When it comes to boosting the curb appeal of your midcentury modern home, the rule of “less is more” is key.

Of course, Palm Springs has one of the greatest concentrations of midcentury homes around. These homes lend themselves beautifully to minimalist gardens, with clean lines and room to breathe between each landscape component.

I love large picture windows that look out on front and back yards. With these windows, you are sure to bring the outdoors inside by capitalizing on the view.

When you are designing with pots, replicate the lines of the midcentury home by thinking about the flow from one garden element to another. Use a simple repetition of plantings along with square and round pots with simple lines, and avoid a strong singular focal point. In the concrete planters with pedilanthus shown to the right, a little cleanup of the plants’ wayward branches will give a strong vertical element, as dictated by this period.

Your pot selection can include vase-shaped or cylindrical containers; if desired, add a punch of color.

Plants reminiscent of this time include hybrid tea roses; strong erect grass shapes, accomplished with flax, phormium and cordyline; succulents, including agaves (choose slow growing varieties), giant hesperaloe and pedilanthus; and water plants like the horsetail reed.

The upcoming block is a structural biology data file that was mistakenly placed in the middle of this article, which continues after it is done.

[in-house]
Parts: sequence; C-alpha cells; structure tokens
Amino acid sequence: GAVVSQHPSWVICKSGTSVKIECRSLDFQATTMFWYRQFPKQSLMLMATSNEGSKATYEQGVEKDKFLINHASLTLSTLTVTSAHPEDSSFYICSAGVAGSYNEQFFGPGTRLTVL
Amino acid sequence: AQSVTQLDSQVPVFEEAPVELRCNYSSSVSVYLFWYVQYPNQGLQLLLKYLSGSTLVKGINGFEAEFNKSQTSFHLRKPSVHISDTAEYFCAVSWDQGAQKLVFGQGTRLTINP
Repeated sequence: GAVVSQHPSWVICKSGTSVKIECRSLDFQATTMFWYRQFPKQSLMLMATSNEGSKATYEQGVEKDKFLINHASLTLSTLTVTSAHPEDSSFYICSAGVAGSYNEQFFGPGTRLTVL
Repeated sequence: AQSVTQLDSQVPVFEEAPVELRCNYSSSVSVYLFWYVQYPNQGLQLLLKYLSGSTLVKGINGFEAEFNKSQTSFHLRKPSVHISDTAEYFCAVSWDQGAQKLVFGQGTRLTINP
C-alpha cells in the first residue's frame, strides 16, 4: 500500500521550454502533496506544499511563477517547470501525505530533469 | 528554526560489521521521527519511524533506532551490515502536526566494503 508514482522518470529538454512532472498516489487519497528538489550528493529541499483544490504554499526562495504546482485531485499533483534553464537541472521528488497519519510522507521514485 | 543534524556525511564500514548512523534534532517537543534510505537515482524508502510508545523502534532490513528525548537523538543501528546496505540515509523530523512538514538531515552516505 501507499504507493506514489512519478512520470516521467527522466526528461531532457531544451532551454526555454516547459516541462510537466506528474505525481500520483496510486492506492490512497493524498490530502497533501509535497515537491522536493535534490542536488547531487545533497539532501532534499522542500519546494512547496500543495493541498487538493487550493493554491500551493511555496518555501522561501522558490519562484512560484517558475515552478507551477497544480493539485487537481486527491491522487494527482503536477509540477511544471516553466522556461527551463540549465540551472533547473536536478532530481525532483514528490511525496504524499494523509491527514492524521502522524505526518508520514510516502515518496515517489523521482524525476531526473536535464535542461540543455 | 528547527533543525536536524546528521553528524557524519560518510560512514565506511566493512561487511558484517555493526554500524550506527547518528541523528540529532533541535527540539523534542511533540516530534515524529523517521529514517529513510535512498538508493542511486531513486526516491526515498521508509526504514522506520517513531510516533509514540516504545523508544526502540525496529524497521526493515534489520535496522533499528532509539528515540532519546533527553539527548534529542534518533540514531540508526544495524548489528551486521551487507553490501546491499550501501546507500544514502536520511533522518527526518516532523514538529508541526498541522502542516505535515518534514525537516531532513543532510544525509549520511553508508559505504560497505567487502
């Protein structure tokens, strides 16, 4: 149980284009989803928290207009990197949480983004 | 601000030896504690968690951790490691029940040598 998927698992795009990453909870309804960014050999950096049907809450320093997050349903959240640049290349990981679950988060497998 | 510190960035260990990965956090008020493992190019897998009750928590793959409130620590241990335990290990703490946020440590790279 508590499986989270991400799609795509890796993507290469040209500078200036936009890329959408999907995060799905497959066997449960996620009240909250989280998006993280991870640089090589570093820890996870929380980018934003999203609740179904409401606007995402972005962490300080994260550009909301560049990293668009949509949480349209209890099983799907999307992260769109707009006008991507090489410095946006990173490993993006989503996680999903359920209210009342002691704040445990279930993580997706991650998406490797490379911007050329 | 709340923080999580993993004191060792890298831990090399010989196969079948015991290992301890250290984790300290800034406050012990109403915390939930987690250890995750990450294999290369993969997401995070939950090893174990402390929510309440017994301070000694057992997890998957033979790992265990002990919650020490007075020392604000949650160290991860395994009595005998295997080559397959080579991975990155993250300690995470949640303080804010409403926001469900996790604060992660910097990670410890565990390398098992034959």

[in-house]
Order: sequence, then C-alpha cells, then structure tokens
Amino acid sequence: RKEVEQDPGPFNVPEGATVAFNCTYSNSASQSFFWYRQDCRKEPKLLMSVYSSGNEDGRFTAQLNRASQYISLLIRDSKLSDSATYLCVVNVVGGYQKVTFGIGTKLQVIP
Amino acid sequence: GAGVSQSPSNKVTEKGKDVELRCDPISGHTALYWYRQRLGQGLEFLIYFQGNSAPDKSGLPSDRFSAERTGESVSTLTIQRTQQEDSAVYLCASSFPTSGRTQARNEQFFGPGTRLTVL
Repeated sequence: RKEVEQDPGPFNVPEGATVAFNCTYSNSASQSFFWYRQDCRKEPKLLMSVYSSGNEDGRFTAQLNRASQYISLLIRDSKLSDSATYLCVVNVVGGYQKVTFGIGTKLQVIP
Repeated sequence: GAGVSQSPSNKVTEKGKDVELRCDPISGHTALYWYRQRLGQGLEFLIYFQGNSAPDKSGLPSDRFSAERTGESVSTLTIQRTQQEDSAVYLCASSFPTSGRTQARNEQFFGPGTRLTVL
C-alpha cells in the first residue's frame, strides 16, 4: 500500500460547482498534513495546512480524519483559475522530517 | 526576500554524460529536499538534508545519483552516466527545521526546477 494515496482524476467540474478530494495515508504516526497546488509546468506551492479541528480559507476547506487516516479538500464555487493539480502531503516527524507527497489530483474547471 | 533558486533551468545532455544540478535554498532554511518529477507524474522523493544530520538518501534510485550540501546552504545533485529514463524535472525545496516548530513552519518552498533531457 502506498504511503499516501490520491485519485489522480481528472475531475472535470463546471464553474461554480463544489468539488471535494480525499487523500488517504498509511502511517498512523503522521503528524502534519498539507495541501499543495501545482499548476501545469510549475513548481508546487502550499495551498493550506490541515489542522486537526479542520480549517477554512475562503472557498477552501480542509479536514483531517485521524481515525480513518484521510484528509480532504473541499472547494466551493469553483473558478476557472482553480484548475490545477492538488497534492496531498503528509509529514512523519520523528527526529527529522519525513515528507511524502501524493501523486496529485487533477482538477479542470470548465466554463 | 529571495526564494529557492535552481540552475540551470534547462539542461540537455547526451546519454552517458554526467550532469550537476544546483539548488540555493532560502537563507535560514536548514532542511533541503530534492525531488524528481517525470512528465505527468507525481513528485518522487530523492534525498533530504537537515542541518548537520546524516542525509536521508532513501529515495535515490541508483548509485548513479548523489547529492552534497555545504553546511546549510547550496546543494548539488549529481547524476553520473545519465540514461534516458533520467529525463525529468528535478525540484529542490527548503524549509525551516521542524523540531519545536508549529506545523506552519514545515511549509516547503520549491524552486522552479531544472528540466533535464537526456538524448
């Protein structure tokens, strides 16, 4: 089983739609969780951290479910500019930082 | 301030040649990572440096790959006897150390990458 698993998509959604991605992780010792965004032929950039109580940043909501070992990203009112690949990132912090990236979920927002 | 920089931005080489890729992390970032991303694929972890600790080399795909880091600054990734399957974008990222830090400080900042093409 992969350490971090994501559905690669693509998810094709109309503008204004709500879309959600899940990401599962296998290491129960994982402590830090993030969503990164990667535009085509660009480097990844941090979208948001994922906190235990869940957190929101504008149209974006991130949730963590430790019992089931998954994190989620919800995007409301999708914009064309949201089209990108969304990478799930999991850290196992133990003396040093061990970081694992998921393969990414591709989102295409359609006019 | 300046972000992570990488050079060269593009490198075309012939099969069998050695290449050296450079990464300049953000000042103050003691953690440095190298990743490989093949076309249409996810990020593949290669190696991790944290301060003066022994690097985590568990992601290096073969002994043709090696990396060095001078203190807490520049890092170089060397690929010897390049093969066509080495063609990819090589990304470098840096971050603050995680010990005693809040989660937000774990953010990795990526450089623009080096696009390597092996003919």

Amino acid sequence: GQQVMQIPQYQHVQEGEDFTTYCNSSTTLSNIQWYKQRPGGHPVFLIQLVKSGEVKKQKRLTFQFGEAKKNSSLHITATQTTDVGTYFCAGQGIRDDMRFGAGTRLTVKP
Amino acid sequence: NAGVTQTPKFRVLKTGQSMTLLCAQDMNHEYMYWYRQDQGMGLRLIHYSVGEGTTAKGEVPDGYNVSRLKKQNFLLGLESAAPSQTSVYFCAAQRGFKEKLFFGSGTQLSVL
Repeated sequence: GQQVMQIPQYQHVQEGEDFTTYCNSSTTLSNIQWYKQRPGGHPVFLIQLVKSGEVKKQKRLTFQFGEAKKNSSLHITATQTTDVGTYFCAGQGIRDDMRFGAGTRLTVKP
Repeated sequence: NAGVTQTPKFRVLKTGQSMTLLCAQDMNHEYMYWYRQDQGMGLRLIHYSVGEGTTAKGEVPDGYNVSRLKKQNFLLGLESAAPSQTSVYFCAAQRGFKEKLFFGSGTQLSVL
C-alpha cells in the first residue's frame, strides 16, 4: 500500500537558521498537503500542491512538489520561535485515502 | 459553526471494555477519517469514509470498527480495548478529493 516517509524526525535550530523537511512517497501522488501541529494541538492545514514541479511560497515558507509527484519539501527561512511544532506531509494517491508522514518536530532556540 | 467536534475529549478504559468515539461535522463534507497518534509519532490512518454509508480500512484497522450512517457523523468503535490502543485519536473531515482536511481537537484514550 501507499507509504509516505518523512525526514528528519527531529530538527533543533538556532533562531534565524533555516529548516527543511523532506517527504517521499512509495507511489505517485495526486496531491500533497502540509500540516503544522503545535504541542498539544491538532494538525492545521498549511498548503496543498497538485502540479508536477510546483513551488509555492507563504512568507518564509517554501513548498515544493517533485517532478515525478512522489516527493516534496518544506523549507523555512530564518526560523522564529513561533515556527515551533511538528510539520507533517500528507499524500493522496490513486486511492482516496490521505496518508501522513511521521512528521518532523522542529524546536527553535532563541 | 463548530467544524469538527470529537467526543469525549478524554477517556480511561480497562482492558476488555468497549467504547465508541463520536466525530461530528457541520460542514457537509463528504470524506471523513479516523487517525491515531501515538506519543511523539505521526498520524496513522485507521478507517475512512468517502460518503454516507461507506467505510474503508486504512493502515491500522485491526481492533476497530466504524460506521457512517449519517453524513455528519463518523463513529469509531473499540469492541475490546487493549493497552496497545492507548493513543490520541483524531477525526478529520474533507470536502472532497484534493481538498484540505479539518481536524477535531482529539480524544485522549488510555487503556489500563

Flowers should have large blooms or a structure that creates the appearance of large blooms; pentas, calendula, dahlia, marigolds and geraniums all can be used well. In the picture at the top of this column, even large leafed greens are included—to add to your dinner salads!

Yes, less is truly more. This philosophy will keep both budgets and water consumption low—a plus for anyone who is a believer in sustainability.

Marylee Pangman is the founder and former owner of The Contained Gardener in Tucson, Ariz. She has become known as the desert’s potted garden expert. Marylee’s book, Getting Potted in the Desert, has just been released. Buy it online at potteddesert.com. Email her with comments and questions at marylee@potteddesert.com. Follow the Potted Desert at facebook.com/potteddesert.